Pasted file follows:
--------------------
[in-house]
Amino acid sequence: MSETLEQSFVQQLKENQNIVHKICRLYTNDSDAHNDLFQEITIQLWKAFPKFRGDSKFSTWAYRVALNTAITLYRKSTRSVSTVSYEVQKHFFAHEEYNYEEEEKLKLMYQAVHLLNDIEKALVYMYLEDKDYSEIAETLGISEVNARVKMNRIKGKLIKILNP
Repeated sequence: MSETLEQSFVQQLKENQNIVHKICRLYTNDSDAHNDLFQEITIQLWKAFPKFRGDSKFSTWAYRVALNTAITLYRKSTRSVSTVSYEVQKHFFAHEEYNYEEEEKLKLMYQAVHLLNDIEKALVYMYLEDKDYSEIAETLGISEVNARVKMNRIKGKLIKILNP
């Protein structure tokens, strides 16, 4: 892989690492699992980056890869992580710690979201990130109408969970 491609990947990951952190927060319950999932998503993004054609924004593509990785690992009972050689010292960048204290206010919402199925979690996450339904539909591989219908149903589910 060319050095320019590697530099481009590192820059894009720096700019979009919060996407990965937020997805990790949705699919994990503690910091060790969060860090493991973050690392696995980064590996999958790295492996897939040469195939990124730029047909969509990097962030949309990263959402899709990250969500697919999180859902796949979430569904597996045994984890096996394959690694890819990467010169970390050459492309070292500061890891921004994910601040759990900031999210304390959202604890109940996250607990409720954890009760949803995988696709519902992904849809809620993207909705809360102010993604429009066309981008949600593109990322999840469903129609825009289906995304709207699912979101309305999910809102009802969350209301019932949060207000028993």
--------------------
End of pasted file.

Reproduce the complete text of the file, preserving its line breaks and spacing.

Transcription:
[in-house]
Amino acid sequence: MSETLEQSFVQQLKENQNIVHKICRLYTNDSDAHNDLFQEITIQLWKAFPKFRGDSKFSTWAYRVALNTAITLYRKSTRSVSTVSYEVQKHFFAHEEYNYEEEEKLKLMYQAVHLLNDIEKALVYMYLEDKDYSEIAETLGISEVNARVKMNRIKGKLIKILNP
Repeated sequence: MSETLEQSFVQQLKENQNIVHKICRLYTNDSDAHNDLFQEITIQLWKAFPKFRGDSKFSTWAYRVALNTAITLYRKSTRSVSTVSYEVQKHFFAHEEYNYEEEEKLKLMYQAVHLLNDIEKALVYMYLEDKDYSEIAETLGISEVNARVKMNRIKGKLIKILNP
């Protein structure tokens, strides 16, 4: 892989690492699992980056890869992580710690979201990130109408969970 491609990947990951952190927060319950999932998503993004054609924004593509990785690992009972050689010292960048204290206010919402199925979690996450339904539909591989219908149903589910 060319050095320019590697530099481009590192820059894009720096700019979009919060996407990965937020997805990790949705699919994990503690910091060790969060860090493991973050690392696995980064590996999958790295492996897939040469195939990124730029047909969509990097962030949309990263959402899709990250969500697919999180859902796949979430569904597996045994984890096996394959690694890819990467010169970390050459492309070292500061890891921004994910601040759990900031999210304390959202604890109940996250607990409720954890009760949803995988696709519902992904849809809620993207909705809360102010993604429009066309981008949600593109990322999840469903129609825009289906995304709207699912979101309305999910809102009802969350209301019932949060207000028993």